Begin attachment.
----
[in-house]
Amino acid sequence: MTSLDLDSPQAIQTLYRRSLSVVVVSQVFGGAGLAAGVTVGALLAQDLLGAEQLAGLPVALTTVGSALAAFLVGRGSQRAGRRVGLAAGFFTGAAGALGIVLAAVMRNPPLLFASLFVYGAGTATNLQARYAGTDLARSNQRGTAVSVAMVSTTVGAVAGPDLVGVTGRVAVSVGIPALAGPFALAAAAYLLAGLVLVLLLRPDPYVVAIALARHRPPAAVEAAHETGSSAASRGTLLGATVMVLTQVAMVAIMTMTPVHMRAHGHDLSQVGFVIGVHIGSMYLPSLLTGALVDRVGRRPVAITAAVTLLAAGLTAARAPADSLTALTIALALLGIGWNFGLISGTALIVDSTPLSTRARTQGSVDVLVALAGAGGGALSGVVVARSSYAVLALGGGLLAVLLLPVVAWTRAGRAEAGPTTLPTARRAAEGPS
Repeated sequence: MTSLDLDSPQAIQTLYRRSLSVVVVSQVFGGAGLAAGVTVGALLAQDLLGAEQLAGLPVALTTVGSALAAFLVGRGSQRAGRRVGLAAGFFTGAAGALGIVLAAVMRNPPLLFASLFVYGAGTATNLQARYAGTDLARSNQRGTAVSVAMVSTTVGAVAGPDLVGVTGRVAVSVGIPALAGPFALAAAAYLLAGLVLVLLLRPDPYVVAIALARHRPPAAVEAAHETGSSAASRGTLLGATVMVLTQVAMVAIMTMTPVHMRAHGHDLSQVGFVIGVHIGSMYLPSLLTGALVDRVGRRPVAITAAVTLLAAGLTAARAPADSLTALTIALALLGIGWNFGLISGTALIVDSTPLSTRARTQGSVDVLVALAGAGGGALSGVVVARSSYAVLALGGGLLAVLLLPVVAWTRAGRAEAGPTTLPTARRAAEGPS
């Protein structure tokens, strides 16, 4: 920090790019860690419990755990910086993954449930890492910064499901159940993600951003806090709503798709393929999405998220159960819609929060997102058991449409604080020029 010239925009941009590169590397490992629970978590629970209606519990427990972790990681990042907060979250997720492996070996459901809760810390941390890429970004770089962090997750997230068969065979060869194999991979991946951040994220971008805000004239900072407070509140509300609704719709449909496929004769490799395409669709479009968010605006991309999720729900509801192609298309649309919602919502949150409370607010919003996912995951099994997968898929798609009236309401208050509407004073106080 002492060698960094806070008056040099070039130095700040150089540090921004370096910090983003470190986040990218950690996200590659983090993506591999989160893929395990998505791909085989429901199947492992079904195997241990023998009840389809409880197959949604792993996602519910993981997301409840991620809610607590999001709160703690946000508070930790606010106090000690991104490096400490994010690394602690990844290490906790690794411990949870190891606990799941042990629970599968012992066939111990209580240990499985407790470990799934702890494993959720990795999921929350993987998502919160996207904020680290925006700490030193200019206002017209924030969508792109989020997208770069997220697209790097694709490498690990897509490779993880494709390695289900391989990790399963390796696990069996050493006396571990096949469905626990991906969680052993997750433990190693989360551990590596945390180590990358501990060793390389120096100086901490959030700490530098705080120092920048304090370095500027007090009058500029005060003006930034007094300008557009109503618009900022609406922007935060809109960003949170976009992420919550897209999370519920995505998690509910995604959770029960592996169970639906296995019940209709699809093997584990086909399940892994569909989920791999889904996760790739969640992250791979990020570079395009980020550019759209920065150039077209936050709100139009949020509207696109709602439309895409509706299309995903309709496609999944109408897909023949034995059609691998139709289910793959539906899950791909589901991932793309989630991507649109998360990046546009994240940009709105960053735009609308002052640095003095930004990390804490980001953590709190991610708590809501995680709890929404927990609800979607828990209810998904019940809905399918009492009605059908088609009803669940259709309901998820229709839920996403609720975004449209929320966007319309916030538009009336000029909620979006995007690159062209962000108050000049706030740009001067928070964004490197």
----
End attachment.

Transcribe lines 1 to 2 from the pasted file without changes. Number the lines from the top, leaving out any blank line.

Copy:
[in-house]
Amino acid sequence: MTSLDLDSPQAIQTLYRRSLSVVVVSQVFGGAGLAAGVTVGALLAQDLLGAEQLAGLPVALTTVGSALAAFLVGRGSQRAGRRVGLAAGFFTGAAGALGIVLAAVMRNPPLLFASLFVYGAGTATNLQARYAGTDLARSNQRGTAVSVAMVSTTVGAVAGPDLVGVTGRVAVSVGIPALAGPFALAAAAYLLAGLVLVLLLRPDPYVVAIALARHRPPAAVEAAHETGSSAASRGTLLGATVMVLTQVAMVAIMTMTPVHMRAHGHDLSQVGFVIGVHIGSMYLPSLLTGALVDRVGRRPVAITAAVTLLAAGLTAARAPADSLTALTIALALLGIGWNFGLISGTALIVDSTPLSTRARTQGSVDVLVALAGAGGGALSGVVVARSSYAVLALGGGLLAVLLLPVVAWTRAGRAEAGPTTLPTARRAAEGPS